Next-gen man portables swap out size and weight, add performance
- By John Ratigan
- Jun 10, 2014
According to the old adage, if it ain’t broke, don’t fix it.
This could be said for the original design of the man portable satellite router boards, which are widely used by our military and across the Defense Department today. The original boards still deliver secure connectivity and protection to warfighters, emergency responders and other government agencies. They are lightweight, weighing less than 2 pounds, and they support high data rates, increased mobility and meet Federal Information Processing Standard (FIPS) 140-2 Level 2 security encryption requirements.
The current satellite boards, used by the military for much of the past five years, are designed to integrate into a man portable satellite system that includes an antenna, block upconverter (BUC), antenna control unit (ACU), low-noise block downconverter (LNB) and power supply to support data, video and voice connectivity. The boards are ruggedized to meet military requirements and deliver always-on broadband capabilities in highly compact form factors.
So, what could be better? A smarter, more powerful and even lighter man portable board with increased capabilities, and new ground infrastructure enabling the technology to operate on any satellite in the world.
Man portable boards are decreasing in size, weight and power, or SWAP, bringing more mobility to the warfighter. The increasingly portable communications technology that can support Internet, voice, video and data satcom will be even easier to carry and deploy for anywhere and anytime communications.
Half the size of existing boards and comparable to the size of an iPad, these next-generation, energy-efficient satellite router boards build off existing transmit key line capabilities that already improve battery performance by up to 40 percent. The next-generation boards, in addition to transmit key line, are utilizing systems that include a processor on the FPGA architecture, further reducing the total power consumption requirements. This is where DOD is headed – satellite communications technologies that are smarter and able to support more agile missions, with the flexibility to deploy tailored topologies and configurations to support a host of applications, ranging from Voice over IP to file transfer.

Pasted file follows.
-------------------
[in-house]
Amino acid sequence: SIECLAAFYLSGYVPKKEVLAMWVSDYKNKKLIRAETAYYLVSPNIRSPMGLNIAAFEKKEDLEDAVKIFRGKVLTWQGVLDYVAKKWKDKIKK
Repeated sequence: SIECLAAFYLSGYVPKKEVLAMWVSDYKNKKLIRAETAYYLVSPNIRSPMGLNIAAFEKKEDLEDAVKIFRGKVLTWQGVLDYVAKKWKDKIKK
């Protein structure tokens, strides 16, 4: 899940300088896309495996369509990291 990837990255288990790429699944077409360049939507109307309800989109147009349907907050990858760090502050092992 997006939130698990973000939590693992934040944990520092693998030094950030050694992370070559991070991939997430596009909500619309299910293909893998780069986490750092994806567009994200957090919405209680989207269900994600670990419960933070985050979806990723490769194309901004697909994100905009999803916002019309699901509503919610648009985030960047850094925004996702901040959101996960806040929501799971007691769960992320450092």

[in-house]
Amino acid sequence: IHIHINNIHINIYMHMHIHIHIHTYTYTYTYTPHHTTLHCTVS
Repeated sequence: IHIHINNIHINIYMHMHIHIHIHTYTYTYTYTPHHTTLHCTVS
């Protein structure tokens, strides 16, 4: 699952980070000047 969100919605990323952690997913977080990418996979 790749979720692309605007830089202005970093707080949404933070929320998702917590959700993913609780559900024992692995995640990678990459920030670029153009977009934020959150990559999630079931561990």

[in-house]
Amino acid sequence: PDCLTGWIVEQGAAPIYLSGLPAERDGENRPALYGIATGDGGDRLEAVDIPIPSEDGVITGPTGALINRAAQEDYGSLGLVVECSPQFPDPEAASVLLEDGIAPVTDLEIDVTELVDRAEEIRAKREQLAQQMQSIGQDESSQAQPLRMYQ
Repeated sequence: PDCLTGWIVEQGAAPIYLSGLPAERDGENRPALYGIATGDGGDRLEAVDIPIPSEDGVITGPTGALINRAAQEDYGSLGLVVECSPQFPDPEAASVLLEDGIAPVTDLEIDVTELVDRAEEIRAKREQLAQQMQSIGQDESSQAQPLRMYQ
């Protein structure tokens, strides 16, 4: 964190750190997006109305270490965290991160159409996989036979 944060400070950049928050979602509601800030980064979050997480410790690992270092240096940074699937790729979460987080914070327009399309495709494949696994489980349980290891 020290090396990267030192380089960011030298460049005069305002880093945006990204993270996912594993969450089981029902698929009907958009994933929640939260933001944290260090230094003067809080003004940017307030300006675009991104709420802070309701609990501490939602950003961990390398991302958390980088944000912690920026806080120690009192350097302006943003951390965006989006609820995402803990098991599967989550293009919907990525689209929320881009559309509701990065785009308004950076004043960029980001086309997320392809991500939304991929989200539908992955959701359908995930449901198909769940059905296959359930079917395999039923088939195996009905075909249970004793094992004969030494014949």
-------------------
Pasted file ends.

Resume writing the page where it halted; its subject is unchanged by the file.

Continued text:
The newest man portables will be small, lightweight and power-efficient, bringing innovation to portable communications technology, designed to support data, voice and video connectivity in highly mobile military applications. The remotes feature high-speed data transmission, increased bandwidth capacity and higher network availability, aiding the mobile warfighter in forward-deployed locations.
They will be easier to integrate into portable solutions.
Some additional features include:
- Spread spectrum
- Quality-of-service prioritization
- Wideband Global Satellite certification
- Time Division Multiple Access
- Digital Video Broadcasting-Satellite Second-Generation/Adaptive Coding and Modulation
- Transmission security
- FIPS 140-2 Level 3 certification
The units also will be energy- and bandwidth-efficient. The software ensures the BUC is turned off when the unit is not transmitting in TDMA.
It also includes smart technology that allows for the units to operate in an adaptive format utilizing the highest speeds available with the maximum data rate for the current weather conditions.
Ultimately, the advances in the board, ease of use, size and improved speed will allow information to be read, shared and captured in a much quicker timeframe, which will improve warfighters’ situational awareness and even safety.
A new axiom might be needed: If it can be improved, fix it.
John Ratigan is president of iDirect Government Technologies.